Sainsbury's chief accused of using pay rises as "smokescreen" for cutting staff benefits

 
Helen Cahill
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The supermarket is increasing its basic level of pay (Source: Getty)

Sainsbury's chief executive is under pressure from an MP for the "shocking downgrading" of contracts offered to staff.

Yesterday Sainsbury's said it was increasing basic pay for its staff, but simultaneously announced a series of changes to staff benefits. Sainsbury's workers will no longer receive paid breaks, and will no longer be offering premium pay for those working unsocial hours.

Read more: Sainsbury's raises basic pay while cutting paid breaks

Mike Coupe, Sainsbury's chief executive, has received a letter from Labour MP Siobhain McDonagh criticising him for the changes and asking for a meeting to talk through the contracts.

The letter, seen by City A.M., accuses Coupe of using pay rises as a "smokescreen" for the erosion of staff benefits.

"How is it reasonable for an employer in the 21st century not to pay their staff for their 15 minute break if they are doing a full seven hour shift?" she said.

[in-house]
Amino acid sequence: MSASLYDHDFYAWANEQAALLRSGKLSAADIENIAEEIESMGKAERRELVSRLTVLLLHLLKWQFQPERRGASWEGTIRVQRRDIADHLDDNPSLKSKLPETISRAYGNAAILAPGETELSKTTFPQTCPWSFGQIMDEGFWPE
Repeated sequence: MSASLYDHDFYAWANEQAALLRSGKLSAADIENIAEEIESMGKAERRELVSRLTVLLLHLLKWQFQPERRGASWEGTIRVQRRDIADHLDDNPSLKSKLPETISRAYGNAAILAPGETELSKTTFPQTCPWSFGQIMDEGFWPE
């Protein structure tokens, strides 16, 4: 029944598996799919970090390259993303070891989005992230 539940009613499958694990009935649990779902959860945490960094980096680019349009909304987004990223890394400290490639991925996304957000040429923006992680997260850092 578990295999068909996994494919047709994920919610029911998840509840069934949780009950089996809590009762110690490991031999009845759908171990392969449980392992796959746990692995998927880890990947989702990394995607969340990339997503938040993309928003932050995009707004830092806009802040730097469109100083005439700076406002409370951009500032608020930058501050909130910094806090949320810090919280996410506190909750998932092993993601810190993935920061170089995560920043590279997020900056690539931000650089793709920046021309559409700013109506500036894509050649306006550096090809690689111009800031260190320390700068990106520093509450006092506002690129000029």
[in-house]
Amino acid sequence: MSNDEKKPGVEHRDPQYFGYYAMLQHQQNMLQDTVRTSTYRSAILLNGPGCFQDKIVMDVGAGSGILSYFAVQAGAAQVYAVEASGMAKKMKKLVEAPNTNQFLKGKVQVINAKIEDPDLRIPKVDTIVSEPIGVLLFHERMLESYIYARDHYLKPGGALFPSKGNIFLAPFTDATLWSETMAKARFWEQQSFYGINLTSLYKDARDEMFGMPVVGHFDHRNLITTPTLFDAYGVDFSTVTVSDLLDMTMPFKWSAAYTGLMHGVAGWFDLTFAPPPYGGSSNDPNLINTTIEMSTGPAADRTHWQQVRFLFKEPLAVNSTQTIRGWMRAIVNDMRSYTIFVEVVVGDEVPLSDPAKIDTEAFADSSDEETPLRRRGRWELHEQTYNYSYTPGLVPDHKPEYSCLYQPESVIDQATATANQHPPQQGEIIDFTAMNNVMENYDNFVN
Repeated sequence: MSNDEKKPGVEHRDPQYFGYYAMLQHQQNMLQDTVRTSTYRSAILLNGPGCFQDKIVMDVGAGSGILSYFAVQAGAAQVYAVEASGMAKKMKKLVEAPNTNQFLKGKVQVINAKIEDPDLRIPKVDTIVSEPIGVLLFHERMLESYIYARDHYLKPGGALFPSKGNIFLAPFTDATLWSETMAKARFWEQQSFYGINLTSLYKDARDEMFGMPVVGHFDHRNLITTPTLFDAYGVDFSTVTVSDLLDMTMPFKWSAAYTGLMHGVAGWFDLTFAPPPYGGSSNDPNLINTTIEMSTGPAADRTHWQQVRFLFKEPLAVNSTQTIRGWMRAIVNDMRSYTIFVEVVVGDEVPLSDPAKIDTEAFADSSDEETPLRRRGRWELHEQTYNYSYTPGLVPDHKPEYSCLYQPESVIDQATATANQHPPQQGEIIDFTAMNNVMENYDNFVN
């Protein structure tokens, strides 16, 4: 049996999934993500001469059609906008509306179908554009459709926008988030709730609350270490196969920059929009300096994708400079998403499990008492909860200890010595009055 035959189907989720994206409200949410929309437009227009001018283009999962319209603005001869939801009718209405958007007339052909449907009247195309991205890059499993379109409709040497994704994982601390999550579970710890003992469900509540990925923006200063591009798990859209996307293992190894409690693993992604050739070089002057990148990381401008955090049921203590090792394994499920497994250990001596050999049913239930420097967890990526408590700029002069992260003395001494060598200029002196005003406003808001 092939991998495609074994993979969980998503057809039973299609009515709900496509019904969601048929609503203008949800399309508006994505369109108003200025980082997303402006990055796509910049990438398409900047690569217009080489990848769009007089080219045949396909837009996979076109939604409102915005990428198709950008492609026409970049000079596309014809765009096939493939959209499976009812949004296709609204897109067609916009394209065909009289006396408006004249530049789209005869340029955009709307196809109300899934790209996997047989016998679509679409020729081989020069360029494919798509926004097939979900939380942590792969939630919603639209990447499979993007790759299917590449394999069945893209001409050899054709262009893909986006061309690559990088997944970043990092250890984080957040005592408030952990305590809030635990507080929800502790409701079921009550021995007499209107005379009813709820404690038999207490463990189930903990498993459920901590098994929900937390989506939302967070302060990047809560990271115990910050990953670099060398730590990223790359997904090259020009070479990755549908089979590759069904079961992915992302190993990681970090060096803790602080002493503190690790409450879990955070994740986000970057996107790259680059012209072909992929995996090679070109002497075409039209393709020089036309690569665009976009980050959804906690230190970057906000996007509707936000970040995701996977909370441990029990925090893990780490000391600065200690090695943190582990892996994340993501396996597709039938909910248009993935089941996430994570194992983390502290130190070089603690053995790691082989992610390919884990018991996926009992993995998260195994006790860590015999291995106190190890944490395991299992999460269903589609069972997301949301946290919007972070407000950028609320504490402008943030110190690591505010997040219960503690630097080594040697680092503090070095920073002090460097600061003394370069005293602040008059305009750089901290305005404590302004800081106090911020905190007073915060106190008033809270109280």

"Staff who have dedicated their lives to your organisation and are extremely loyal towards it will lose out most in these shocking proposals. I am dismayed that a company of Sainsbury's reputation would treat its most dedicated long-term staff in this matter."

Read more: It turns out Royal Mail pays its female posties more than men

Retailers are facing a hike in costs next month when the government increases the rate for the national living wage from £7.50 per hour to £7.83 per hour.

Although many retailers pay staff more than the minimum wage, changes to the living wage rate will push up costs because firms will need to maintain their pay differentials between those on the lowest wages, and those on higher salaries.

“We look forward to explaining to Siobhain how we are investing over £100m in our store colleagues," a spokesperson for Sainsbury's said.

"This brings our base rate to an industry-leading £9.20, which represents a 30 per cent increase in our colleague base rate over the past four years.”

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